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Lineszy-Overton 8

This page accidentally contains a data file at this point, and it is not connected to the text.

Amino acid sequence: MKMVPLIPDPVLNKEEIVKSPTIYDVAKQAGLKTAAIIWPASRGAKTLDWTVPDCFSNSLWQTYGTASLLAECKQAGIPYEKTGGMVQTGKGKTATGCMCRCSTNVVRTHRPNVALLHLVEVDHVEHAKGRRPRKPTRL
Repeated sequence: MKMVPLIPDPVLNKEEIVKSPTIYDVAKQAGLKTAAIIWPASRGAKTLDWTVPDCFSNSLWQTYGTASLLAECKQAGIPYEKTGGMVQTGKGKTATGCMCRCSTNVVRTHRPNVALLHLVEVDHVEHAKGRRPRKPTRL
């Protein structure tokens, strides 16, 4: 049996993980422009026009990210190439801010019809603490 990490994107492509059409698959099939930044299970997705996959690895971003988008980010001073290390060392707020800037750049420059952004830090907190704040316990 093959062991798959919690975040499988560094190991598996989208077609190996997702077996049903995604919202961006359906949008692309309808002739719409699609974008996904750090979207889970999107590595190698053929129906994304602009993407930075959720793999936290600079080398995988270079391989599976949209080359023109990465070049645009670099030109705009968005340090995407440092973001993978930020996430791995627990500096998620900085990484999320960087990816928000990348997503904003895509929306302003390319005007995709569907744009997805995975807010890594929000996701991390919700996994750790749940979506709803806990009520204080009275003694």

Works Cited Browning, Robert. "My Last Duchess." Literature Across Cultures. Ed. SheilaGillespie, et al 4th Ed. New York: Longman, 2005. Dupras, Joseph A. "Browning's 'My Last Duchess.'" Papers on Language & Vol. 32. Issue 1Winter 1996: 3-21. Langbam, Robert. Nineteenth-Century Literature Criticism. Gale Research Inc., Vol. 19. Detroit, Michigan: Book Tower P., 1988. Marchino, Lois A. Masterplots II Poetry Series. Vol. 4. Pasadena, California and Englewood Cliffs, New Jersey.: Salem P., 1992. Mill, John Stuart. "The Subjection of Women." The Norton Anthology of English Literature. 6th ed.Vol. 2. New York: W. W. Norton, 1993. Mitchell, Domhnall. "Browning's 'My Last Duchess.'" Explicator . Vol. 50. Issue 2. Winter 1992: 74-76. Ozkilic, Ismet. "Male Gender-Insecurity vs. Domination in Two Dramatic Monologues by Robert Browning: 'My Last Duchess' and 'Porphyria's Lover.'" Edmond, Oklahoma: University of Central Oklahoma Graduate College P., 1996. Stickney Ellis, Sarah. "The Women of England." The Norton Anthology of English Literature. 6th ed. Vol. 2. New York: W. W. Norton, 1993. Wollstonecraft, Mary. "A Vindication of the Rights of Woman." The Norton Anthology of English Literature. 6th ed. Vol. 2. New York: W. W. Norton, 1993.